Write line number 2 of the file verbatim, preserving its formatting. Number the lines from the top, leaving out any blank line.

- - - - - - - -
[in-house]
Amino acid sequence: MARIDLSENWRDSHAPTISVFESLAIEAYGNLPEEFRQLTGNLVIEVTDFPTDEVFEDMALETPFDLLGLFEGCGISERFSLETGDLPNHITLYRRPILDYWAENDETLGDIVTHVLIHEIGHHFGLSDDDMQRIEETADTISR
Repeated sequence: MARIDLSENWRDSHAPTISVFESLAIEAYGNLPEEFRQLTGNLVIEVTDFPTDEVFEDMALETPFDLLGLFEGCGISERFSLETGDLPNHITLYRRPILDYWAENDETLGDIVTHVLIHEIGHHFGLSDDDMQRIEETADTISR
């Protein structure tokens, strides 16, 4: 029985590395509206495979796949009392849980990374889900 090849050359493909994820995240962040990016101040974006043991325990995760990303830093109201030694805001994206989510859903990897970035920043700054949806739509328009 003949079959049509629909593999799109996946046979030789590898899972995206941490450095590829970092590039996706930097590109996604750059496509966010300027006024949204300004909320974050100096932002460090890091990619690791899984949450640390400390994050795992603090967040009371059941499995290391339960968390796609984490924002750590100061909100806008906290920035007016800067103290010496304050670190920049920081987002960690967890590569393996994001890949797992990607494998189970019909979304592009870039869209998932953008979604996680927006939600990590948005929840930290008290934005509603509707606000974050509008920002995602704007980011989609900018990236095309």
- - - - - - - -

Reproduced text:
Amino acid sequence: MARIDLSENWRDSHAPTISVFESLAIEAYGNLPEEFRQLTGNLVIEVTDFPTDEVFEDMALETPFDLLGLFEGCGISERFSLETGDLPNHITLYRRPILDYWAENDETLGDIVTHVLIHEIGHHFGLSDDDMQRIEETADTISR